EXAMPLE 3 Explanation for a Correlation
Consider the correlation between infant mortality and life expectancy in Figure 5.42. Which of the three possible explanations for a correlation applies? Explain.
SOLUTION
The negative correlation between infant mortality and life expectancy is probably an example of common underlying cause. Both variables respond to an underlying variable that we might call quality of health care. In countries where health care is better in general, infant mortality is lower and life expectancy is higher.
EXAMPLE 4 How to Get Rich in the Stock Market (Maybe)
Every financial advisor has a strategy for predicting the direction of the stock market. Most focus on fundamental economic data, such as interest rates and corporate profits. But an alternative strategy relies on a remarkable correlation between the Super Bowl winner in January and the direction of the stock market for the rest of the year: The stock market tends to rise when a team from the old, pre1970 NFL wins the Super Bowl, and tends to fall otherwise. This correlation successfully matched 28 of the first 32 Super Bowls to the stock market. Suppose that the Super Bowl just ended and the winner was the Detroit Lions, an old NFL team. Should you invest all your spare cash (and maybe even some that you borrow) in the stock market?
SOLUTION
Based on the reported correlation, you might be tempted to invest, since the oldNFL winner suggests a rising stock market over the rest of the year. However, this investment would make sense only if you believed that the Super Bowl result actually causes the stock market to move in a particular direction. This belief is clearly preposterous, and the correlation is undoubtedly a coincidence. If you are going to invest, don’t base your investment on this correlation.
ESTABLISHING CAUSALITY
Suppose you have discovered a correlation and suspect causality. How can you test your suspicion? Let’s return to the issue of smoking and lung cancer. The strong correlation between smoking and lung cancer did not by itself prove that smoking causes lung cancer. In principle, we could have looked for proof with a controlled experiment. But such an experiment would be unethical, since it would require forcing a group of randomly selected people to smoke cigarettes. So how was smoking established as a cause of lung cancer?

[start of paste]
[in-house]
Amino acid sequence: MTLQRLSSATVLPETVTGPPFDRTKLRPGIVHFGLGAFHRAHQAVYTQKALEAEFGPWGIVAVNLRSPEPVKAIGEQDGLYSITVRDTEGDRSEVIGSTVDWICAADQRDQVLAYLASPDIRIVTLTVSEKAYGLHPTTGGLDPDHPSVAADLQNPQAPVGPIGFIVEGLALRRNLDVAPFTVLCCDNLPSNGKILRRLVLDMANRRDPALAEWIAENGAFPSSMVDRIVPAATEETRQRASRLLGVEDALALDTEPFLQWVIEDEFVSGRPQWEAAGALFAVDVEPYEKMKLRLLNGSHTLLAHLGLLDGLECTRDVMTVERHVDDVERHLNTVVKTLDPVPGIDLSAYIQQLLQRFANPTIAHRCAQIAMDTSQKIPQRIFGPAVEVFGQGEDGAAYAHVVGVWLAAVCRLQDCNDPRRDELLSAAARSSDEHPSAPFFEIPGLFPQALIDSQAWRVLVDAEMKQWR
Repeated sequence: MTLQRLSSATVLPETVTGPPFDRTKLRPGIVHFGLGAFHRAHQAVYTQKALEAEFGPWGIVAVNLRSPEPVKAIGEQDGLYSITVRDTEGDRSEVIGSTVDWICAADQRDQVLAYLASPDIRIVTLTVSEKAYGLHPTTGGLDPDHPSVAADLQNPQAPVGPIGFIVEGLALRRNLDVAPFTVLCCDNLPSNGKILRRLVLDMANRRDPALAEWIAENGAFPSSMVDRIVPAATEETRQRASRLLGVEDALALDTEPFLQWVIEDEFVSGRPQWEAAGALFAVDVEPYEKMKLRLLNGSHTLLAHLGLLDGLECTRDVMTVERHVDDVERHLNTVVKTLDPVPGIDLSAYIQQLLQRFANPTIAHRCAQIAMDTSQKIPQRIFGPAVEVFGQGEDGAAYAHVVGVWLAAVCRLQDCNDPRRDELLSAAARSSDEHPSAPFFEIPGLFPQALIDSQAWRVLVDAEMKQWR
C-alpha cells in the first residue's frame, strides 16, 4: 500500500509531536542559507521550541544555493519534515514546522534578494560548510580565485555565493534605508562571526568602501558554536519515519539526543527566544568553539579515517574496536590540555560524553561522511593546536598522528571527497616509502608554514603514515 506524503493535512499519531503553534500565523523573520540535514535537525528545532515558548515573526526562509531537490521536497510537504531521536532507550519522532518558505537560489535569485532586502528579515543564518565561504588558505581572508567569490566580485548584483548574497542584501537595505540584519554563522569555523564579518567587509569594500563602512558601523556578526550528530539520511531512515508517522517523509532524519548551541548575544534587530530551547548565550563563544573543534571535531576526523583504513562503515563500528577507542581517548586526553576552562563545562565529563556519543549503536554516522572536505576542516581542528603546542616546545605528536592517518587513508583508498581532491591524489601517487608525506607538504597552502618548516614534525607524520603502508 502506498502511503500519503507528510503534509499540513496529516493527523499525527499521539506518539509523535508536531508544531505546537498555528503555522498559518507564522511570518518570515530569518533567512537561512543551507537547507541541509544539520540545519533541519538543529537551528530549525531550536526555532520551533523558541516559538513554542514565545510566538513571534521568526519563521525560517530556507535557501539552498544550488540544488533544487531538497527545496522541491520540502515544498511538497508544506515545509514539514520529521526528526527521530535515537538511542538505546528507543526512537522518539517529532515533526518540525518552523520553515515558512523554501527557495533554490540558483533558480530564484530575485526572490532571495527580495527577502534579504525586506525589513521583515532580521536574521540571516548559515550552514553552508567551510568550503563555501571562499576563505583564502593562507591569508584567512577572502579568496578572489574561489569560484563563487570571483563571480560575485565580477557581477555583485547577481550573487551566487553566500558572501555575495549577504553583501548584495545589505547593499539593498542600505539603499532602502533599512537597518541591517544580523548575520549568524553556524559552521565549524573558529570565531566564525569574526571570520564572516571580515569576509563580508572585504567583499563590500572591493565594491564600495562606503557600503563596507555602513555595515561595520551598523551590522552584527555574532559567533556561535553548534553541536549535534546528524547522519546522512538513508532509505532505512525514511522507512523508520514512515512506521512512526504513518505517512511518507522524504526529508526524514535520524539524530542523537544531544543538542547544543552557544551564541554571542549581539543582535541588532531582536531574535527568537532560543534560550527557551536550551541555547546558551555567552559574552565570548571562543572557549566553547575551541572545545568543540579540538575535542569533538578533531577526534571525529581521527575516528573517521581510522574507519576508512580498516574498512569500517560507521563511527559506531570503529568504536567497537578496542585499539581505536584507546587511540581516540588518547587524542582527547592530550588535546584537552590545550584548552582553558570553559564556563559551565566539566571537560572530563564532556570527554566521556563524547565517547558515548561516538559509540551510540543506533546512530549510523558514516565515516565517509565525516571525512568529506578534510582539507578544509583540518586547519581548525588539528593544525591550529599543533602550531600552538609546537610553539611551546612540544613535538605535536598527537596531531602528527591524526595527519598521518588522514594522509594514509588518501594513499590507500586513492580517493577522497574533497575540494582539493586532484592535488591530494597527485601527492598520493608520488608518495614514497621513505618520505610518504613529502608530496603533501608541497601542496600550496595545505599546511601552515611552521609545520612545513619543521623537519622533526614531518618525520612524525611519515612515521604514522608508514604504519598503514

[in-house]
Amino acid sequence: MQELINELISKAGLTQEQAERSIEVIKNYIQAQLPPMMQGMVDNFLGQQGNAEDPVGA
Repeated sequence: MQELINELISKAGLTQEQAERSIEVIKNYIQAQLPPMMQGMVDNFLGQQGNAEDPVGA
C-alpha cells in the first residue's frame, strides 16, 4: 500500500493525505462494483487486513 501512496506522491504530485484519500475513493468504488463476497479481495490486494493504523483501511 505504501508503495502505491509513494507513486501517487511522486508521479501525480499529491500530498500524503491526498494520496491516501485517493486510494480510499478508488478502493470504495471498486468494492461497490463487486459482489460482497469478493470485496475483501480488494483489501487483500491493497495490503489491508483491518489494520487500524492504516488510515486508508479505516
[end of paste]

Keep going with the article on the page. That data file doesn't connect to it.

The answer involves several lines of evidence. First, researchers found correlations between smoking and lung cancer among many groups of people: women, men, and people of different races and cultures. Second, among groups of people that seemed otherwise identical, lung cancer was found to be rarer in nonsmokers. Third, people who smoked more and for longer periods of time were found to have higher rates of lung cancer. Fourth, when researchers accounted for other potential causes of lung cancer (such as exposure to radon gas or asbestos), they found that almost all the remaining lung cancer cases occurred among smokers.
These four lines of evidence made a strong case, but still did not rule out the possibility that some other factor, such as genetics, predisposes people both to smoking and to lung cancer. However, two additional lines of evidence made this possibility highly unlikely. One line of evidence came from animal experiments. In controlled experiments, animals were divided into randomly chosen treatment and control groups. The experiments still found a correlation between inhalation of cigarette smoke and lung cancer, which seems to rule out a genetic factor, at least in the animals. The final line of evidence came from biologists studying cell cultures (that is, small samples of human lung tissue). The biologists discovered the basic process by which ingredients in cigarette smoke can create cancercausing mutations. This process does not appear to depend in any way on specific genetic factors, making it all but certain that lung cancer is caused by smoking and not by any preexisting genetic factor.
The following box summarizes these ideas about establishing causality. Generally speaking, the case for causality is stronger when more of these guidelines are met.
Time out to think
There’s a great deal of controversy concerning whether animal experiments are ethical. What is your opinion of animal experiments? Defend your opinion.
CASE STUDY Air Bags and Children
By the mid1990s, passengerside air bags had become commonplace in cars. Statistical studies showed that the air bags saved many lives in moderate to highspeed collisions. But a disturbing pattern also appeared. In at least some cases, young children, especially infants and toddlers in child car seats, were killed by air bags in lowspeed collisions.
At first, many safety advocates found it difficult to believe that air bags could be the cause of the deaths. But the observational evidence became stronger, meeting the first four guidelines for establishing causality. For example, the greater risk to infants in child car seats fit Guideline 3, because it indicated that being closer to the air bags increased the risk of death. (A child car seat sits on top of the builtin seat, thereby putting a child closer to the air bags than the child would be otherwise.)
To seal the case, safety experts undertook experiments using dummies. They found that children, because of their small size, often sit where they could be easily hurt by the explosive opening of an air bag. The experiments also showed that an air bag could impact a child car seat hard enough to cause death, thereby revealing the physical mechanism by which the deaths occurred.
CASE STUDY What Is Causing Global Warming?